Either the person harmed by crime or the person responsible can ask for Restorative Justice. If a case is going through court, a restorative process won’t be able to progress until after this process has concluded. Otherwise, it can happen at any time.

The person harmed by the crime should be informed about Restorative Justice by the police, victim services, the youth offending team or another point of contact, where they will be offered the option of receiving support from the Staffordshire Victim Gateway and Restorative Justice Service. If a person wants to self refer, this can also be an option.

2. First steps

The first step of a Restorative process is to have an initial meeting with a restorative practitioner. This allows the harmed person to talk about the impact of the crime, what they are thinking, and feeling now, and what they want to happen next.

Both parties need to consent for Restorative Justice to take place, so the facilitator will also be in touch with the perpetrator to ask if they wanted to take part.

3. Preparation

If both parties agree to take part in Restorative Justice, the facilitator will prepare them for a meeting (conference). The facilitator meets with both parties separately to discuss what they may want to say to each other, and what their feelings are about the incident now and the impact it has caused.

These meetings will continue until participants are fully prepared for the conference. If the facilitator is satisfied that it is safe for the meeting to go ahead, and that both the person harmed and person responsible for the harm are ready to proceed they will arrange a date for the  conference

4. The meeting

The Restorative Justice Conference is a meeting between the person who was harmed and the person responsible for the harm, along with two trained Restorative Justice facilitators. Both parties can also have supporters present, such as a friend who was also affected by the crime, or a support worker.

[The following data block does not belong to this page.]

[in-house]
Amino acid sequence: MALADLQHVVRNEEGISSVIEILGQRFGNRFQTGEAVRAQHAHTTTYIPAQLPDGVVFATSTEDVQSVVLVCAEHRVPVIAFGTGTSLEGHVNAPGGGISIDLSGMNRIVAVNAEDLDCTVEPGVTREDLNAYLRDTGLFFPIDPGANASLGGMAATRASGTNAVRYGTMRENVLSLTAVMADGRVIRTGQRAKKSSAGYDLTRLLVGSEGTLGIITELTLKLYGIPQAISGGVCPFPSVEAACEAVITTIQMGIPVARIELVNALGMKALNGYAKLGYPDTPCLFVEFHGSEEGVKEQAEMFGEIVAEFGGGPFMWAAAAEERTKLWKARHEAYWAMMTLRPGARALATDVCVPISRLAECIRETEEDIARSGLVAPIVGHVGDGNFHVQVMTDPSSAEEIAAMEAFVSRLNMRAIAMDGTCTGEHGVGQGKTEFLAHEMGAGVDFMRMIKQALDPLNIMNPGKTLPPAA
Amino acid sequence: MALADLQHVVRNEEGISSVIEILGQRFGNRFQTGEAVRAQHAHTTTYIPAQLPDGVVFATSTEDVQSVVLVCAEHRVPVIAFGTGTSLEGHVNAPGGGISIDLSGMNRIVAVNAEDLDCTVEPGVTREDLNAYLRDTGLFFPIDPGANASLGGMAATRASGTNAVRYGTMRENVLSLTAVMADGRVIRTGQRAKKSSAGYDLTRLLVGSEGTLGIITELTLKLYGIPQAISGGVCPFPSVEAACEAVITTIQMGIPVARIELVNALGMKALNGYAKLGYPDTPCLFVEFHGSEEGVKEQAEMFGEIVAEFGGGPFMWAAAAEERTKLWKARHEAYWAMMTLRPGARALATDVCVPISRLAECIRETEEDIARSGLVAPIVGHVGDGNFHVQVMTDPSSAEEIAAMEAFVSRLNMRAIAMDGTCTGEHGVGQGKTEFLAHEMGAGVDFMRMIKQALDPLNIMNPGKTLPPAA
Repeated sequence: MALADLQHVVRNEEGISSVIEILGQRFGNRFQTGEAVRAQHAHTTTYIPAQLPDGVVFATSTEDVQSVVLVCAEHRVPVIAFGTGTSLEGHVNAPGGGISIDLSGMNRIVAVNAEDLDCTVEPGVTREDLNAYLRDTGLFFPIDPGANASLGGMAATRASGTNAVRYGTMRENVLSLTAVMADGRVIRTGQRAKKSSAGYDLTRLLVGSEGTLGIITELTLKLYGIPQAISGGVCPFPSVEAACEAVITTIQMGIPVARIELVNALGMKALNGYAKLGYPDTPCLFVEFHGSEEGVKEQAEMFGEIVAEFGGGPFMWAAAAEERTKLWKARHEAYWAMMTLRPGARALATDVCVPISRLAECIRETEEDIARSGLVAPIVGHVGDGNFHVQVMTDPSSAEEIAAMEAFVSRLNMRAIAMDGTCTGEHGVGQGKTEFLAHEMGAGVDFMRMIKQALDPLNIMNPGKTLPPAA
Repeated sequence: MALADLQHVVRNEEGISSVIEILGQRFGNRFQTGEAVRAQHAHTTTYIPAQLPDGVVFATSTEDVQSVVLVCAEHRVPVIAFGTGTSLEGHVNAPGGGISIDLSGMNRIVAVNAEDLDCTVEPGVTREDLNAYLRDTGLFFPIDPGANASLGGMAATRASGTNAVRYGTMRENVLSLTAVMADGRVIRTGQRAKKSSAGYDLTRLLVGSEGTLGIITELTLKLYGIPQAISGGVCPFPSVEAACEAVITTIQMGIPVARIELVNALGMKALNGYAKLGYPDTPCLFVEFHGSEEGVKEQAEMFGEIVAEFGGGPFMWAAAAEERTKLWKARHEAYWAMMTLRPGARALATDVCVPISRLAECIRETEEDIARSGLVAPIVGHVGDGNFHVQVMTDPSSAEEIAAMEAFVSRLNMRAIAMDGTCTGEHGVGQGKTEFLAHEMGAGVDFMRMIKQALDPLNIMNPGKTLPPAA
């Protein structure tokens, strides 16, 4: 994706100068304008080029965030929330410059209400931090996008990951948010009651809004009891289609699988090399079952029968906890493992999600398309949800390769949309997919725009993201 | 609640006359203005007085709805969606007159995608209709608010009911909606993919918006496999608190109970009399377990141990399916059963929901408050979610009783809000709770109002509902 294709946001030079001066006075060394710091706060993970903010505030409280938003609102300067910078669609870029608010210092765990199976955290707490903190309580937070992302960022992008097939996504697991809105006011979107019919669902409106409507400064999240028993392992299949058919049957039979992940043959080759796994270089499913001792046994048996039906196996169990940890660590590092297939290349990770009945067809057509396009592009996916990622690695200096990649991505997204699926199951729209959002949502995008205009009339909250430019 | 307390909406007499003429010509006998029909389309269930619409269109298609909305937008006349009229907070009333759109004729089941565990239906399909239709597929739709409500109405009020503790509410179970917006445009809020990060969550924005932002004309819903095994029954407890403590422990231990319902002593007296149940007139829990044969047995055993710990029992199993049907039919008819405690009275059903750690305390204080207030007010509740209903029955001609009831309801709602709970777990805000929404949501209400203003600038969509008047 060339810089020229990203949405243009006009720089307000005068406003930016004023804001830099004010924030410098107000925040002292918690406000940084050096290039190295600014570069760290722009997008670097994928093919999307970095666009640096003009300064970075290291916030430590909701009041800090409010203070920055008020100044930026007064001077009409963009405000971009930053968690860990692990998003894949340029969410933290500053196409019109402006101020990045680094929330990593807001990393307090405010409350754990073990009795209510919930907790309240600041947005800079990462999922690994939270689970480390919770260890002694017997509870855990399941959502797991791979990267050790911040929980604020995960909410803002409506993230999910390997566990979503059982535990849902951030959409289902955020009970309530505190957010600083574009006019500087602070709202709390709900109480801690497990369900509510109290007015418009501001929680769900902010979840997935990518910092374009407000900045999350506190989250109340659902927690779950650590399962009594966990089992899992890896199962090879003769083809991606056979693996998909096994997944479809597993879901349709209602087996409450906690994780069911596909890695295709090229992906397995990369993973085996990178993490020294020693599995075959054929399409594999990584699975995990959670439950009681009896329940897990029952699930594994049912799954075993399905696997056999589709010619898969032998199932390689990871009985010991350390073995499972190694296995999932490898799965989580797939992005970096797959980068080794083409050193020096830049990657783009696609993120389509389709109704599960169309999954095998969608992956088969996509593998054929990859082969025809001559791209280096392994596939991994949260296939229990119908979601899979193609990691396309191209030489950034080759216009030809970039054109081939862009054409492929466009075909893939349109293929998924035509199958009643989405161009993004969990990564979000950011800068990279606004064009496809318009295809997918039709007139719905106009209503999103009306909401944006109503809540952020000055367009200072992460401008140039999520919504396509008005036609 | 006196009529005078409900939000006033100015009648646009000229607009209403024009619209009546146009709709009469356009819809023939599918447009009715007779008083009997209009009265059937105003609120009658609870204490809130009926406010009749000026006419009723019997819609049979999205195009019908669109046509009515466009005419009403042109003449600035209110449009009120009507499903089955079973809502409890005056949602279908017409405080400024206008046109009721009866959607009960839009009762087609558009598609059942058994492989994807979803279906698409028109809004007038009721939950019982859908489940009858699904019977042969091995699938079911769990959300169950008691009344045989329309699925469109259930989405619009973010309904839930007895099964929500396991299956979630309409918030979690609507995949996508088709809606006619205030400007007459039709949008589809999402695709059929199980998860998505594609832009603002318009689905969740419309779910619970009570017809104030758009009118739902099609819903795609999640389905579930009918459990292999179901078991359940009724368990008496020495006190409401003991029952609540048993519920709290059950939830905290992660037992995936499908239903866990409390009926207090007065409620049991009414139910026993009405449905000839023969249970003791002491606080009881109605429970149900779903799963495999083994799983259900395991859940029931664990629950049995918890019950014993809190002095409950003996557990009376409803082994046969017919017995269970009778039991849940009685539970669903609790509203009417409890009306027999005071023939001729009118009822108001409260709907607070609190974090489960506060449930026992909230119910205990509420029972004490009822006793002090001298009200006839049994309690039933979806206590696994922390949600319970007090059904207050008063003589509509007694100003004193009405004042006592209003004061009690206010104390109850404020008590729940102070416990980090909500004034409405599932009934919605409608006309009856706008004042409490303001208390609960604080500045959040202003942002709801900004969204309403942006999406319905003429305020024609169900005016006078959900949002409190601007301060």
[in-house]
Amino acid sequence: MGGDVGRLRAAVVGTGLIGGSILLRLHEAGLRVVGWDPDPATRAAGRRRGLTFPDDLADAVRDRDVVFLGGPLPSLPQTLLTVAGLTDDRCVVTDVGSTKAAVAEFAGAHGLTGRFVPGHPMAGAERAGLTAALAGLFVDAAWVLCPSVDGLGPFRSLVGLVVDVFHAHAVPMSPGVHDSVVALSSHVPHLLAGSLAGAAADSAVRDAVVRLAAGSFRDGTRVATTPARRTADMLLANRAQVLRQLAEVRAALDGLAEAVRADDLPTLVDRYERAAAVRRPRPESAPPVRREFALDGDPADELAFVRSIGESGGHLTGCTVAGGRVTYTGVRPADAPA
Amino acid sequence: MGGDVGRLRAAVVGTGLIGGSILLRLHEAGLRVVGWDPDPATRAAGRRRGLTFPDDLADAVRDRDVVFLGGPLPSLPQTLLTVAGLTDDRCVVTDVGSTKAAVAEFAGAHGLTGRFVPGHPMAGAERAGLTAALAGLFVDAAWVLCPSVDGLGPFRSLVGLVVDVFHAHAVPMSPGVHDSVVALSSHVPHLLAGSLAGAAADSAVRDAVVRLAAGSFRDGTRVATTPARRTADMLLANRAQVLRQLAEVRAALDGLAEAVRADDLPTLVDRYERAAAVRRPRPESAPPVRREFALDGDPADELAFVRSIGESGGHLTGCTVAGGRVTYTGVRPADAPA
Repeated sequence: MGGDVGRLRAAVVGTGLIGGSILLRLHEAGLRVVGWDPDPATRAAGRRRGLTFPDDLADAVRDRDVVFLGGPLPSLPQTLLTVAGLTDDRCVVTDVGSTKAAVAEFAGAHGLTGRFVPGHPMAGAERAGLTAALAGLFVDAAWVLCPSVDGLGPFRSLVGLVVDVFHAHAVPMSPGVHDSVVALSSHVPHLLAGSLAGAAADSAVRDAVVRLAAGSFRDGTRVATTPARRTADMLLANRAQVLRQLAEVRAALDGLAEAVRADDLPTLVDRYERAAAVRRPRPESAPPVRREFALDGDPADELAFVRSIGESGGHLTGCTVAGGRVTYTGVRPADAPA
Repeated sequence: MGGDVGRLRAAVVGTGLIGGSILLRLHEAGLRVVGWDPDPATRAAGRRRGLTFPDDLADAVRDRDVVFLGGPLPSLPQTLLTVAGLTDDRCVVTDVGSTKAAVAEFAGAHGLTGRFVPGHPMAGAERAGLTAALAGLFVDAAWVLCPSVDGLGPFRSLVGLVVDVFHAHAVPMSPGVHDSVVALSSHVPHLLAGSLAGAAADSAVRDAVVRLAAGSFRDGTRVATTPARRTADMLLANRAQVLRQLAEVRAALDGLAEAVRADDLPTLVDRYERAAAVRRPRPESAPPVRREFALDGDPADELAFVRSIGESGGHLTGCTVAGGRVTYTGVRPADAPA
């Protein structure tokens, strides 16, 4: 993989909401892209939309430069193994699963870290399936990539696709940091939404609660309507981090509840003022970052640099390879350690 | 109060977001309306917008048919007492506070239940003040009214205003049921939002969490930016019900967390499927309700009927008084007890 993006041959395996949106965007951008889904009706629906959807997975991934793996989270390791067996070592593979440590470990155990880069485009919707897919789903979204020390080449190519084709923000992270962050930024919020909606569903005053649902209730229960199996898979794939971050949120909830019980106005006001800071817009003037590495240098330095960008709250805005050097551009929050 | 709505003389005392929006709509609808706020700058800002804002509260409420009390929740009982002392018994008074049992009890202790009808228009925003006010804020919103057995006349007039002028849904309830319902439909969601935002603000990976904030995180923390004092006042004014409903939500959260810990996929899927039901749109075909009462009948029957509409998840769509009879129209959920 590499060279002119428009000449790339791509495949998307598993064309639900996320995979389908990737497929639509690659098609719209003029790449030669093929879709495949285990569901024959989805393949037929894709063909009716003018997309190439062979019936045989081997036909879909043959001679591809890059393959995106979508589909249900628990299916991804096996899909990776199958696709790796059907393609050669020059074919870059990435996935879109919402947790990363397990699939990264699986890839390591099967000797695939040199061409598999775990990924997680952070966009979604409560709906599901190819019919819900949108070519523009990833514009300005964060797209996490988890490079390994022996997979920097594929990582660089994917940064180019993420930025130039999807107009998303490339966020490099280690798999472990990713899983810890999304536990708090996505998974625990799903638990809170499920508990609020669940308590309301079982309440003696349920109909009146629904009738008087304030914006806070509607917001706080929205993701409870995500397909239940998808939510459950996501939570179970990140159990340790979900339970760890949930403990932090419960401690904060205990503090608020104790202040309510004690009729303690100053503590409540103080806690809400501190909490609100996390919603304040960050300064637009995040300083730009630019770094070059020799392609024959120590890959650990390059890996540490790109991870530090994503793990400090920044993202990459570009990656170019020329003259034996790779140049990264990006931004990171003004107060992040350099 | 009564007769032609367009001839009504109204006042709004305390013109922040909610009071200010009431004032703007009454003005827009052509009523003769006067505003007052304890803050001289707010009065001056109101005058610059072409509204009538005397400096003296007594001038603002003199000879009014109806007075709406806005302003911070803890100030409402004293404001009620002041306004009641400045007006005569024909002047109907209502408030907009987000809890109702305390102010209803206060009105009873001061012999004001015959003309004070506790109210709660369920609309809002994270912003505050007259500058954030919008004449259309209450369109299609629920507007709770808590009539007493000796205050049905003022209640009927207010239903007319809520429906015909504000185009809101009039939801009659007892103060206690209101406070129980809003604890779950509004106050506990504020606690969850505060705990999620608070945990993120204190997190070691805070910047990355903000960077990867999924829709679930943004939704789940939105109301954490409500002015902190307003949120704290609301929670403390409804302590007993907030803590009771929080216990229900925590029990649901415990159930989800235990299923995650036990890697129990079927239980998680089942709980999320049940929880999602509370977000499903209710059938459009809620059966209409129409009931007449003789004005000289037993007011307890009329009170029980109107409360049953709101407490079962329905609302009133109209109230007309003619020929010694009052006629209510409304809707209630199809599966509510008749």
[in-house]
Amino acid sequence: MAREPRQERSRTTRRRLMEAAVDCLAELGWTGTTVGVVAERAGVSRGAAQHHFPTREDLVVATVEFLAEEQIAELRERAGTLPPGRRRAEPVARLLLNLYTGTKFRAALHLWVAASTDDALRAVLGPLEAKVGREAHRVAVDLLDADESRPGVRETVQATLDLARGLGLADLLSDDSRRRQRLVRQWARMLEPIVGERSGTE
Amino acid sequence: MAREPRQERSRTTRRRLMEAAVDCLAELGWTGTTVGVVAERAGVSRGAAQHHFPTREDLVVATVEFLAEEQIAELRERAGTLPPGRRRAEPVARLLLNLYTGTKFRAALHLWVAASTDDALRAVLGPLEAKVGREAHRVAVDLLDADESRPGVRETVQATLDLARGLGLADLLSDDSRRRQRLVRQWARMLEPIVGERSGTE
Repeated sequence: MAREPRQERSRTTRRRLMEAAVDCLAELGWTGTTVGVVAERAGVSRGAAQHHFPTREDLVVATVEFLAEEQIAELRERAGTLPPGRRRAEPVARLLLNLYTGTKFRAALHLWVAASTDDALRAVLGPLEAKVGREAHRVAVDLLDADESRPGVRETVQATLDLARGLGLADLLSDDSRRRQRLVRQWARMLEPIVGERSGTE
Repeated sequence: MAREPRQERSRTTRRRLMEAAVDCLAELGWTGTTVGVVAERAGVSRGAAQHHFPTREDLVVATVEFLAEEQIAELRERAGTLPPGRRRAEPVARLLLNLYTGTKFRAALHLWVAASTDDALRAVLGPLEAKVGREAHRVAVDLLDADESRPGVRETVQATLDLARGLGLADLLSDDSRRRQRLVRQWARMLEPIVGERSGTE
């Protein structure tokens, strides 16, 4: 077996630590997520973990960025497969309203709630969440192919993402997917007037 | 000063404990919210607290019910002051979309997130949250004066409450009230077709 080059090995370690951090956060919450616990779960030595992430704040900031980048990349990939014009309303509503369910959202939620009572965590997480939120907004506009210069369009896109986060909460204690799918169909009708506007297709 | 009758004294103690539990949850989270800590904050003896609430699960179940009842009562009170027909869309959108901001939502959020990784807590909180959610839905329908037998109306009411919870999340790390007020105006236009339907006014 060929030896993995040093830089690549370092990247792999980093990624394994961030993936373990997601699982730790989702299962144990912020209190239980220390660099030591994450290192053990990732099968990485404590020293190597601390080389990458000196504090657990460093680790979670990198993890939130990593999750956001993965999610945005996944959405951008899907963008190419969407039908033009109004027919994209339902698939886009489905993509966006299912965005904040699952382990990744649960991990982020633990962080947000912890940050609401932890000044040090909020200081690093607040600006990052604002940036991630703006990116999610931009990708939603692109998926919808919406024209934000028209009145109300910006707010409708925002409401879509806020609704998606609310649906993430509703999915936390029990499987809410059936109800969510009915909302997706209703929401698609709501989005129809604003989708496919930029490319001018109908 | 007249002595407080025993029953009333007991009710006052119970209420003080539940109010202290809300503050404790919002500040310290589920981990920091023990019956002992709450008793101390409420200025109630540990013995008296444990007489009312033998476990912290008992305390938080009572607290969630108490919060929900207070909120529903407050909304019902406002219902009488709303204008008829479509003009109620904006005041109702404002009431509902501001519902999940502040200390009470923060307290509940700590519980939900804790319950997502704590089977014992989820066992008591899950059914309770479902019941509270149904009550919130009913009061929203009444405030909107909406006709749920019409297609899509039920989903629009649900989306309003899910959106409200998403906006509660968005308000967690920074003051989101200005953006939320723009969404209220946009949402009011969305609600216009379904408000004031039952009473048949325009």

All of those present sit in a circle, with the facilitator sat between the person harmed and the person responsible for the harm.

The lead facilitator starts by setting the ground rules, which include no interrupting, and that anyone can take a break or stop the process at any time. The facilitator will then ask the person who committed the crime questions such as: “can you tell me what happened”, “how did you feel at the time” and “who was affected by the incident?”

The facilitator then asks similar questions to the person affected by the crime, and to the other people in the room. This will help to facilitate a dialogue about the incident and the impact that it had. If appropriate, the facilitator will help the participants to produce an outcome agreement. This lays out what steps the person responsible for the harm could take to put things right, or address the harm they have caused.

As always in a restorative process, everything in the outcome agreement will need to be agreed by both parties.

5. Follow-up

In the days following the Conference meeting, the facilitator will speak to both parties to see how they feel, and check that they got what they wanted out of the process.

6. Other ways to do Restorative Justice

The greatest potential benefit is often gained from a face to face meeting. But if this is not practical or desirable to one party, other restorative conversations may still be able to take place. The two parties may exchange restorative letters, or send messages by video shuttle. Restorative Justice can sometimes take place with a proxy in place of the victim or offender, if one person does not want to take part. Restorative Justice can be flexible to fit the needs of the people participating.




7 in 10 people who use our Restorative Justice service are happy with the outcome.

7 of 10
Restorative Justice